Business aircraft manufacturers have been announcing a strong increase in jet orders, indicating that the industry has almost completely shaken off the effects of the COVID-19 pandemic.It is in tune with Honeywell's 30th annual Global Business Aviation Outlook forecasts that finds up to 7,400 new business jet deliveries worth $238 billion from 2022 to 2031. It represents about 1% growth in deliveries from the same 10-year forecast a year ago. In 2021, surveyed business jet operators reported a sharp increase in used jet purchase plans, 12% above last year's report, equivalent to 800 additional used business aircraft, Honeywell said.
Honeywell's forecast methodology is based on multiple sources, including, but not limited to, macroeconomic analyses, original equipment manufacturers' production and development plans shared with the company, and expert deliberations from aerospace industry leaders.
According to Heath Patrick, President, Americas Aftermarket, Honeywell Aerospace, the increased demand for used jets is estimated at more than 6,500 units over the next five years, putting pressure on an already record low inventory and driving additional demand for new jets. 'Our latest operator survey results support continued private jet usage growth, as more than 65% of respondents anticipate increased business jet usage in 2022. Despite the ongoing challenges presented by the pandemic, flight hours have recovered and grown beyond pre-pandemic levels. The overall health of the business jet market is strong, and growth is expected to continue,' he added.
According to the company, the purchase plans for used jets show an increase in this year's survey. Operators worldwide indicated that 28% of their fleet is expected to be replaced or expanded by used jets over the next five years, up by three percentage points compared with survey results from 2020. In addition, business jet deliveries in 2022 are expected to be up 10% from 2021 in terms of units billed.
The longer-range forecast through 2031 projects a 3% average annual growth rate of deliveries in line with expected worldwide long-term economic growth.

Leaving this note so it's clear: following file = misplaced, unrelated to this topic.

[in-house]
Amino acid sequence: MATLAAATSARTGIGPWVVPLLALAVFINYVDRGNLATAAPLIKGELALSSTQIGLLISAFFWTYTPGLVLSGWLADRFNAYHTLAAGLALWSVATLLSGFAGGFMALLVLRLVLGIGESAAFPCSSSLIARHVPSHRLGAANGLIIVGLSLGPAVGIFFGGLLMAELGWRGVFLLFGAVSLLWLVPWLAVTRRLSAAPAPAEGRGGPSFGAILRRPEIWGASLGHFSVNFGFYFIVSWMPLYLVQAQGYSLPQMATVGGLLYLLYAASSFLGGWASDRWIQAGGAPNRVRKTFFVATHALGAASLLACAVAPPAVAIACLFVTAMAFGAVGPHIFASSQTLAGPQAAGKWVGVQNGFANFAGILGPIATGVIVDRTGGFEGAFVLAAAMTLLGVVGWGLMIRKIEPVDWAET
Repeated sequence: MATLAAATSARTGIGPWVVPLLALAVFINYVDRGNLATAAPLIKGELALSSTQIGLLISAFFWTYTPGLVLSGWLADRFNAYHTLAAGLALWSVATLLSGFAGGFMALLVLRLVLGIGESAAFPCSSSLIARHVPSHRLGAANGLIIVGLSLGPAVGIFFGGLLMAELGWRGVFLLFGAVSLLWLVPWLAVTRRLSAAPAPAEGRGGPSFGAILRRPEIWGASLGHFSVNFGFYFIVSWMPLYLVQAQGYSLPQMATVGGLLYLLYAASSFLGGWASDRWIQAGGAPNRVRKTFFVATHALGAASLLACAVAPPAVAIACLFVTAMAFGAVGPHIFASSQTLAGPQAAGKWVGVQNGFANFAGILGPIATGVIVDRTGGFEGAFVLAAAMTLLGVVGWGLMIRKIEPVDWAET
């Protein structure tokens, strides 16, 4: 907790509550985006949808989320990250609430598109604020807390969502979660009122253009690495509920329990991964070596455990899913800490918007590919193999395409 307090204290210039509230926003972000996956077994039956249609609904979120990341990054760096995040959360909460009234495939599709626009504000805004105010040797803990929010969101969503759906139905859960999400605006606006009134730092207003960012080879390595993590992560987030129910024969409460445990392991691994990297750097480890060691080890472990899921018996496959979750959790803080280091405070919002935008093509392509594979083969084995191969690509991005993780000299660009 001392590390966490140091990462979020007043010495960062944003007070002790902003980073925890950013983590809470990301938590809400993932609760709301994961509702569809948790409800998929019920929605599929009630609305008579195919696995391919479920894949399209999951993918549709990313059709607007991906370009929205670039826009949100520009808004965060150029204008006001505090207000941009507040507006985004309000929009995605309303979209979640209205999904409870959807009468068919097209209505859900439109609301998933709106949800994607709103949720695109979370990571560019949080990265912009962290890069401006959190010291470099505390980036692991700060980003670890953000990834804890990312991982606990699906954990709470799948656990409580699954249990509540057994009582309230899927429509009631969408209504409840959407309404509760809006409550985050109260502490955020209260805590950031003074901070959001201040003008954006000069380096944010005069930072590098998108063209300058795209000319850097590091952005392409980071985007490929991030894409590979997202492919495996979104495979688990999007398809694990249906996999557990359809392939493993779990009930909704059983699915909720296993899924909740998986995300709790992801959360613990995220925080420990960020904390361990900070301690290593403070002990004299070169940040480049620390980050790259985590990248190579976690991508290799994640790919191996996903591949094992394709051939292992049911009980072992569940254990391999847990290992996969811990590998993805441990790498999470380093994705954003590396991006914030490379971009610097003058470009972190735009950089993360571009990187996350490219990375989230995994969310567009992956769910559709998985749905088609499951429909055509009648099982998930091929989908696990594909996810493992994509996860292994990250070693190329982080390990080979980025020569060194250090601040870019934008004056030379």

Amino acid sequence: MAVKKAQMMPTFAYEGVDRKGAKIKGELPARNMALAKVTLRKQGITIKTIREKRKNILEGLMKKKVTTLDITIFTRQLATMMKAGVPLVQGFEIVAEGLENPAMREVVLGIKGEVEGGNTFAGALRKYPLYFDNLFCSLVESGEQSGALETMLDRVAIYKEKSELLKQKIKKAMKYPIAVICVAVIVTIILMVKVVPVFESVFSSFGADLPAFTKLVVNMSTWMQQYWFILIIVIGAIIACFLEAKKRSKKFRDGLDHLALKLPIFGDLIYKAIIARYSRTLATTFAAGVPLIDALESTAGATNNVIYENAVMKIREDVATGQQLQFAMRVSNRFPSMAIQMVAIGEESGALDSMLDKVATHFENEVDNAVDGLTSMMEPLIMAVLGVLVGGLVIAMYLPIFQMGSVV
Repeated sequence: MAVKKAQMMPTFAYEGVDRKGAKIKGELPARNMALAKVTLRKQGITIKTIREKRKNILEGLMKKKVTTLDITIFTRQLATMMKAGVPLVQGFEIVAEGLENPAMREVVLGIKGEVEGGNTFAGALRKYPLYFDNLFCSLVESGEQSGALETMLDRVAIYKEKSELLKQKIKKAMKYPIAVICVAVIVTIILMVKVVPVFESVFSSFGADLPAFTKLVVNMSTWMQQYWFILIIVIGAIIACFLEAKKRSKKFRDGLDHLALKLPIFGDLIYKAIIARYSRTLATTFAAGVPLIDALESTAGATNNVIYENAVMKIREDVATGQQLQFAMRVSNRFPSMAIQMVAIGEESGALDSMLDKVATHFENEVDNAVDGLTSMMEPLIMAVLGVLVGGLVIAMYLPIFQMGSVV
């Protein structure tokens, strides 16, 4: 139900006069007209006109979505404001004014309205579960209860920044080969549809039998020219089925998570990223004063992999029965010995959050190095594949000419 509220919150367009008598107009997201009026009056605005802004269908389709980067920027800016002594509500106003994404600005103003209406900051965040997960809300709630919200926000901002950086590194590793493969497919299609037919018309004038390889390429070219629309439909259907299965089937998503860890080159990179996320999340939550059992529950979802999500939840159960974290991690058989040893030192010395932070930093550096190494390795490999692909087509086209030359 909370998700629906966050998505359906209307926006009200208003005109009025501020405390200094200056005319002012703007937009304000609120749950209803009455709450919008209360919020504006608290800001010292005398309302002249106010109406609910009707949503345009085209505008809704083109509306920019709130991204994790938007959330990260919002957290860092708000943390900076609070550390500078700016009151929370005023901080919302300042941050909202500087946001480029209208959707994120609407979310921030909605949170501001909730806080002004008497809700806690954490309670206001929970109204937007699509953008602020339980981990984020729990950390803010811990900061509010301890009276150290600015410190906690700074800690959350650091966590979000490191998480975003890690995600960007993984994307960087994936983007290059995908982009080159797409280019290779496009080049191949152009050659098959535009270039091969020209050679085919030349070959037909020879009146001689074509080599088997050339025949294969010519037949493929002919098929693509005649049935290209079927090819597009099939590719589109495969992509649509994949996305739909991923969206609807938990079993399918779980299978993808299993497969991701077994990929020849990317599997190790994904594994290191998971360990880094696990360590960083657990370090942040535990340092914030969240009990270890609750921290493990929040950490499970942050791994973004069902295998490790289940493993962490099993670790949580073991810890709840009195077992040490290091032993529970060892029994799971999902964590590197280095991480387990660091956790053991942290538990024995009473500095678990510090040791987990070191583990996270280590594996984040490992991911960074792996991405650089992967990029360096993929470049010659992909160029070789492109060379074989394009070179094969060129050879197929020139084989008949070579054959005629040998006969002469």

Five-year purchase plans for new business jets are down two percentage points compared with last year's survey. This can be attributed to uncertainty around the COVID-19 Delta variant at the time of the survey. In addition, fewer replacements drive the decrease in the fifth year; however, fleet additions grew by one percentage point.
The sharp increase in demand for used jets, coupled with a lower-than-ever inventory of used aircraft available for sale, will inevitably drive additional demand for new-build business jets. Among those with purchase plans of new business jets over the next five years, 29% of purchases are expected to occur in the next two years. This is just one percentage point lower than last year's survey, the report said.
Operators plan to make new jet purchases equivalent to about 14% of their fleets over the next five years as replacements or additions to their current fleet. Moreover, larger-cabin, heavy aircraft classes are expected to account for more than 72% of all expenditures of new business jets in the next five years.
The company also found that there would be minimal ongoing COVID-19 impact in 2021. As per the survey, nine out of ten operators in the survey said the ongoing COVID-19 pandemic has not postponed their new or used jet buying plans. In addition, nearly 100% of 2021 respondents said that they had not cancelled and do not plan to cancel delivery on a new aircraft, the report noted.
Year to date, business aviation usage trends point to a nearly 50% increase in flight hours in 2021 versus 2020, roughly 5% above 2019 (pre-COVID). About 65% of respondents globally expect to operate their business jets more frequently in 2022 versus 2021.
The 2021 survey respondents are not signalling sales of late-model aircraft due to COVID-19. Specifically, only 4% of all respondents in the survey are planning to sell one or more aircraft without replacement in the next five years compared with 10% in last year's survey.
Very few respondents (6%) reported that conditions for their flight departments had worsened in 2021, the report noted.
Based on the region, in North America, five-year new aircraft acquisition plans are down by three percentage points compared with last year. It is likely to be driven by the uncertainty caused by the Delta variant among smaller jet operators.
European operators' new aircraft purchase plans are down five percentage points year over year as the Delta variant forced governments to restrict travel across borders, creating uncertainty.
In Latin America, purchase plans recovered to 2019 levels, up to six percentage points versus last year.
Despite ongoing geopolitical and commercial tensions, purchase plans are up in the Asia Pacific, while for the Middle East and Africa, the survey marked a five-year low in purchasing plans in 2021.
In the next five years, plans to acquire used jets will increase by about four percentage points from last year's survey. As a result, 29% of used business jets will trade hands over the next five years, compared with a five-year projection of 25% in 2020.
The Global Business Aviation Outlook reflects current operator concerns and identifies longer-cycle trends that Honeywell uses in its product decision process. The survey has helped identify opportunities for investments in flight-efficiency upgrades, expanded propulsion offerings, innovative safety products, services, upgrades, and enhanced aircraft connectivity offerings. The survey also informs the company's business pursuit strategy and helps position the company consistently on high-value platforms in growth sectors.